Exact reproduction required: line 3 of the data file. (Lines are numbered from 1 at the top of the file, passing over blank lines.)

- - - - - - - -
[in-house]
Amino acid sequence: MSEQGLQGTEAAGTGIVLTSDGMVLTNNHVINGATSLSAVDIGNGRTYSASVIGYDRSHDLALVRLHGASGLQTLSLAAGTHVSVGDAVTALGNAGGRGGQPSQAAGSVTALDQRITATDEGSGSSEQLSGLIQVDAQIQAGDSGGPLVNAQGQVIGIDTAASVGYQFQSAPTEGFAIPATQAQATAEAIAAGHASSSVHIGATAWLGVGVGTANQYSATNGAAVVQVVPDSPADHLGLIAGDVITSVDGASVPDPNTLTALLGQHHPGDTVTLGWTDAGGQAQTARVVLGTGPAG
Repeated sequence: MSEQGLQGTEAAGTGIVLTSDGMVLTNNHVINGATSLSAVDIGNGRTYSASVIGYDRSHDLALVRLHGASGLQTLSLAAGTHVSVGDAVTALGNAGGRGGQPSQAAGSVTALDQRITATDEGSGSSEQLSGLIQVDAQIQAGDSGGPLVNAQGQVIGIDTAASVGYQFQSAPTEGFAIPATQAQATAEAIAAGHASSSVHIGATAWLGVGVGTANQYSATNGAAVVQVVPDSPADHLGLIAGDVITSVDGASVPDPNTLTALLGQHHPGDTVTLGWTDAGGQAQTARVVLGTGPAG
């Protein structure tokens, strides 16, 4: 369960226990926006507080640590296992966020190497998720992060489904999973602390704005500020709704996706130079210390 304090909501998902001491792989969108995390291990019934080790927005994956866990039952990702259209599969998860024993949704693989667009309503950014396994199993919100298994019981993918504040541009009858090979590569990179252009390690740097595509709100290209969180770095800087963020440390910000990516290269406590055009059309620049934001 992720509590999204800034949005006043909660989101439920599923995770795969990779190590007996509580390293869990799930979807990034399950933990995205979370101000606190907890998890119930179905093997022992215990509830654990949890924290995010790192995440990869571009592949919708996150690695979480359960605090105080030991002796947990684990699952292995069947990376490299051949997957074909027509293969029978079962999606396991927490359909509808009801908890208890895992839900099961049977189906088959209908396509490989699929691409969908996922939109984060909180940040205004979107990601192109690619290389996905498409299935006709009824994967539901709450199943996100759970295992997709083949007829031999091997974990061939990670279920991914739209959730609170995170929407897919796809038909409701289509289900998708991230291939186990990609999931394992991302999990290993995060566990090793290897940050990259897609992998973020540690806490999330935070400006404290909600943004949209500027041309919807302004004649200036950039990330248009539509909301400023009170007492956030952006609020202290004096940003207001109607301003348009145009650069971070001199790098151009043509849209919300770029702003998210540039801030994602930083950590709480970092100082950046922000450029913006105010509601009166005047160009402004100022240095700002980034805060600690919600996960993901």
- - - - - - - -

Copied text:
Repeated sequence: MSEQGLQGTEAAGTGIVLTSDGMVLTNNHVINGATSLSAVDIGNGRTYSASVIGYDRSHDLALVRLHGASGLQTLSLAAGTHVSVGDAVTALGNAGGRGGQPSQAAGSVTALDQRITATDEGSGSSEQLSGLIQVDAQIQAGDSGGPLVNAQGQVIGIDTAASVGYQFQSAPTEGFAIPATQAQATAEAIAAGHASSSVHIGATAWLGVGVGTANQYSATNGAAVVQVVPDSPADHLGLIAGDVITSVDGASVPDPNTLTALLGQHHPGDTVTLGWTDAGGQAQTARVVLGTGPAG